Rugby sevens, a sport that generally enjoys a pleasant obscurity in Israel, bumped up uncomfortably against a local mixture of harsh reality and bumbling ineptitude at the weekend.
Fijian members of a cup-holding rugby sevens team from Ashkelon didn’t make it for their weekly match in the coastal town because they were locked out of Israel — stuck on the Egyptian side of a new fence along the border. The IDF couldn’t find the key.
Ashkelon’s team was a dominant force last season, but this year it had a poor start. On Friday, the stepped-up security along the southern border made matters worse, Maariv reported on Monday.
The team fields a number of Fijian players, who when they’re not on the rugby field spend their time serving in the UN’s peacekeeping force in Sinai. When the players attempted to make their way to Ashkelon for their game, Israeli soldiers at the Nitzana border crossing couldn’t open the gate.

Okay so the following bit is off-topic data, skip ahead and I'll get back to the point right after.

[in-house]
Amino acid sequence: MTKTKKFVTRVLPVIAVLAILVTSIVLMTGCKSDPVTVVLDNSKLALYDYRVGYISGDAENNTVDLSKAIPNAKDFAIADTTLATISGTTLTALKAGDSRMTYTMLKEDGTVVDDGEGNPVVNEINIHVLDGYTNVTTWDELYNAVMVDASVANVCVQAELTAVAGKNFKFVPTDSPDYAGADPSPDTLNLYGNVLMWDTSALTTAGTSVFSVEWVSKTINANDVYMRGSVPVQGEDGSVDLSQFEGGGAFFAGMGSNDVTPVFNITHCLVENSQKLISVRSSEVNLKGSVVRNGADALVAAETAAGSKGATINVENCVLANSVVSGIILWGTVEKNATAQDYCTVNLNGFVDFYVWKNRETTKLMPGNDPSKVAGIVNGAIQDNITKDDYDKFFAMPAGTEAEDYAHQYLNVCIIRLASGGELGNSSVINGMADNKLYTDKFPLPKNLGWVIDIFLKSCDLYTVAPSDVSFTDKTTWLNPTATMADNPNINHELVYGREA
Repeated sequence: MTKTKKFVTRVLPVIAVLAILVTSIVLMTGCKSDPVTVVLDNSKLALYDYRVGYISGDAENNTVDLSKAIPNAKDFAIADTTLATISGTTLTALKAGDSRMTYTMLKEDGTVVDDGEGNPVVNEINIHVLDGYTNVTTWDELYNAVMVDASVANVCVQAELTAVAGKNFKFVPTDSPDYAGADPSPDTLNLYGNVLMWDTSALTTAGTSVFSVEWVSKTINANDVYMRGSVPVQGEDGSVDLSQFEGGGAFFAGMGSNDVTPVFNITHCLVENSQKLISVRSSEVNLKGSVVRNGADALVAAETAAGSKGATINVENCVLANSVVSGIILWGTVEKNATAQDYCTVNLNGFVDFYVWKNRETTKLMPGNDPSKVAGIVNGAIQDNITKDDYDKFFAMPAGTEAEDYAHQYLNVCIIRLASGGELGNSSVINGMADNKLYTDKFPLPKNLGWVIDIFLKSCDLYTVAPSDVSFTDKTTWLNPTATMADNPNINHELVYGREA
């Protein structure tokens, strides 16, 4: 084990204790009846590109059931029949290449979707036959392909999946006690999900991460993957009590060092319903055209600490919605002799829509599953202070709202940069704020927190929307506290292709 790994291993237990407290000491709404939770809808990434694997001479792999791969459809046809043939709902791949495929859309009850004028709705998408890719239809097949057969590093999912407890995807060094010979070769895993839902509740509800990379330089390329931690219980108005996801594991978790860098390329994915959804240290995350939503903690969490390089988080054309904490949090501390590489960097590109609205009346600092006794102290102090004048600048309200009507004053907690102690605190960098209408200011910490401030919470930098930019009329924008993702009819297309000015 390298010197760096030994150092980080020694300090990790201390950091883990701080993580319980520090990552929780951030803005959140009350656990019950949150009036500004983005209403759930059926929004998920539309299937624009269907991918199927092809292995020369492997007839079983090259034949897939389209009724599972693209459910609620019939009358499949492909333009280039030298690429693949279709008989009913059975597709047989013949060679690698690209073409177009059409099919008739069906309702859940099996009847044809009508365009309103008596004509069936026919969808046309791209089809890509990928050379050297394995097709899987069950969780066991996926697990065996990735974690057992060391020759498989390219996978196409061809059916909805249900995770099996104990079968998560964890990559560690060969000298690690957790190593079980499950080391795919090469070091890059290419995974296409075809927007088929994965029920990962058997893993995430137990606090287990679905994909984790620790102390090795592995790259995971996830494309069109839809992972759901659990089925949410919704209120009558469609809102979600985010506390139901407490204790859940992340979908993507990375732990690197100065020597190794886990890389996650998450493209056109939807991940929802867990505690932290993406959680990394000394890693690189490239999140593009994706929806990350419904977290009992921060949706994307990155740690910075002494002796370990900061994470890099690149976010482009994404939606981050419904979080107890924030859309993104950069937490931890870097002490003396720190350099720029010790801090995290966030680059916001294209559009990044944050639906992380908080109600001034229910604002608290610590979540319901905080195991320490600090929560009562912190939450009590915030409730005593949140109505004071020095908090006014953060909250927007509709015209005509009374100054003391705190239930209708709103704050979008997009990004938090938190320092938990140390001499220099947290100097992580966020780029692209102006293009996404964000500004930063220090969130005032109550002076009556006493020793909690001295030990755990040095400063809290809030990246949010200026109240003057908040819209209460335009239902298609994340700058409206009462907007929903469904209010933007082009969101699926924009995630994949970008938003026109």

Hanan Gamburg, the manager of the Hapoel Ashkelon team, said the situation was very strange. The team had already booked hotel rooms for its players, he told the Hebrew daily.
Gamburg said the army couldn’t find the key, or anyone who had a spare. He was told there were “other ways” to open the gate in the case of emergency, but the late arrival of rugby players for a game didn’t constitute one.
The IDF Spokesperson said in response that operating the crossing was not the IDF’s responsibility but rather that of the police and Border Police. The police and Border Police disagreed.
Fiji has long been considered a strong rugby nation, and the Ashkelon team has used the peacekeepers to its on-field advantage for several years.
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